Survey White’s possible captures and you find QxN and RxR. Of course both targets are protected, so turn your attention to their guardians. See the vulnerability in the Black queen’s protection of the rook on h4: White’s pawn on f5 can step between them, and with protection. The move attacks Black’s queen, so he has to do something about it. If he plays Qxf6, White has QxQ+; Black then takes White’s queen with his g4 knight, and White follows by at last playing RxR+ on the h-file—the point all along. He has traded queens and won a rook for a pawn. If Black instead replies to f5-f6 by playing Nxf6, he blocks his rook's line of protection and so again lets it go in trade for the pawn.
Part of what makes interceptions of this sort dicey is that, like the threats against the guard examined in the previous chapter, they often give your opponent wide latitude in choosing a reply. Here White’s pawn push f5-f6 threatens Black’s queen, but in addition to the moves just considered Black also can reply by taking the offensive with check: RxR+, with the idea of removing his queen from danger after White takes his king out of check. It is important to see this idea—and not to be dissuaded by it. For after RxR+, White has the decisive reply QxR+ (never back down from considering every check); and now White will mate a move later, as his pawn on f6 seals off g7 as a flight square for Black's king.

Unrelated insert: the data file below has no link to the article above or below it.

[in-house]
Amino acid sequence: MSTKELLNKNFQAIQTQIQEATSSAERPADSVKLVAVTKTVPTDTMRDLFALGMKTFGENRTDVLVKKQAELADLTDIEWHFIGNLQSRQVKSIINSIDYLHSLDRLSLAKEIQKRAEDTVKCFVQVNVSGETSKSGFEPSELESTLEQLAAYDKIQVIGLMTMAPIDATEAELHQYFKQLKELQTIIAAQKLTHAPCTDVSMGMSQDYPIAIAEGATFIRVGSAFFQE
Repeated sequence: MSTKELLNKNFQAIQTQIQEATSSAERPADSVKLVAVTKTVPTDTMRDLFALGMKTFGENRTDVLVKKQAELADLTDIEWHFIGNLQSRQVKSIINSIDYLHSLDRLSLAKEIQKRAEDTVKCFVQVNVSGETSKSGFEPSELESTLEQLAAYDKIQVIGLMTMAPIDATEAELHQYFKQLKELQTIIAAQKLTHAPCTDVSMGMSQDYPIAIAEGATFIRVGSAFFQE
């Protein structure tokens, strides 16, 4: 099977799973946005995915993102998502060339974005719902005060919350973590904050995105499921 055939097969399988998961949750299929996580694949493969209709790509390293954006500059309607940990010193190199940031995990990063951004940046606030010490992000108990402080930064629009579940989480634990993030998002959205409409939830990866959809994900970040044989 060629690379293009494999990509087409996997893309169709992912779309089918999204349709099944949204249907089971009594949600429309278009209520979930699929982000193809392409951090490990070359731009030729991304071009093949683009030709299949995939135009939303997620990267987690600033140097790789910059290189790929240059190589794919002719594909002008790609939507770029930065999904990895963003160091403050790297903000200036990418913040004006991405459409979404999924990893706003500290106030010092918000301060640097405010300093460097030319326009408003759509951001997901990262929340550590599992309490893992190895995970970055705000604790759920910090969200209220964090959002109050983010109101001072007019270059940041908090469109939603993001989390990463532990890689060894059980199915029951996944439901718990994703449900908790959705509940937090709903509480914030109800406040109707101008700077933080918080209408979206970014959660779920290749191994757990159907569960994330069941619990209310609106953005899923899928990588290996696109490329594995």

The defensive idea illustrated by this last variation still is worth pondering: if an "interfering" move cuts off protection to a target and makes another threat, one line of response is to pick up the target and make trouble with it. Perhaps the trouble easily can be evaded, but its creation still buys time to then extinguish the second threat, too.